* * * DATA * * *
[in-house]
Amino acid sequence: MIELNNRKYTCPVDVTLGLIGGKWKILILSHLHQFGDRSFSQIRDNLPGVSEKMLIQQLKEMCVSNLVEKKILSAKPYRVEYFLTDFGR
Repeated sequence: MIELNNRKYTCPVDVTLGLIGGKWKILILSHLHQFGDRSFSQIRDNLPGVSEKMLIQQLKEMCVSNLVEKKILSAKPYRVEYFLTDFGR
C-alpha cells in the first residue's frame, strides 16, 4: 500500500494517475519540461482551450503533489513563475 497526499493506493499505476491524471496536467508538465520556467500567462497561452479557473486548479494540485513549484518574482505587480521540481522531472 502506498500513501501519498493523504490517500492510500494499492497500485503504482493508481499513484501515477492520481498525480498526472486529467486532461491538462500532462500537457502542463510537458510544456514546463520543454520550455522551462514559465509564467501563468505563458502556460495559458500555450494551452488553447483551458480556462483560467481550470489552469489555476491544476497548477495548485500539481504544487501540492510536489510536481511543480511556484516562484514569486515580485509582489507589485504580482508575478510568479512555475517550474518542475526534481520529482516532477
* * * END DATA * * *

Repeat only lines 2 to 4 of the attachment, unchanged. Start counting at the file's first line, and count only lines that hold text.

Amino acid sequence: MIELNNRKYTCPVDVTLGLIGGKWKILILSHLHQFGDRSFSQIRDNLPGVSEKMLIQQLKEMCVSNLVEKKILSAKPYRVEYFLTDFGR
Repeated sequence: MIELNNRKYTCPVDVTLGLIGGKWKILILSHLHQFGDRSFSQIRDNLPGVSEKMLIQQLKEMCVSNLVEKKILSAKPYRVEYFLTDFGR
C-alpha cells in the first residue's frame, strides 16, 4: 500500500494517475519540461482551450503533489513563475 497526499493506493499505476491524471496536467508538465520556467500567462497561452479557473486548479494540485513549484518574482505587480521540481522531472 502506498500513501501519498493523504490517500492510500494499492497500485503504482493508481499513484501515477492520481498525480498526472486529467486532461491538462500532462500537457502542463510537458510544456514546463520543454520550455522551462514559465509564467501563468505563458502556460495559458500555450494551452488553447483551458480556462483560467481550470489552469489555476491544476497548477495548485500539481504544487501540492510536489510536481511543480511556484516562484514569486515580485509582489507589485504580482508575478510568479512555475517550474518542475526534481520529482516532477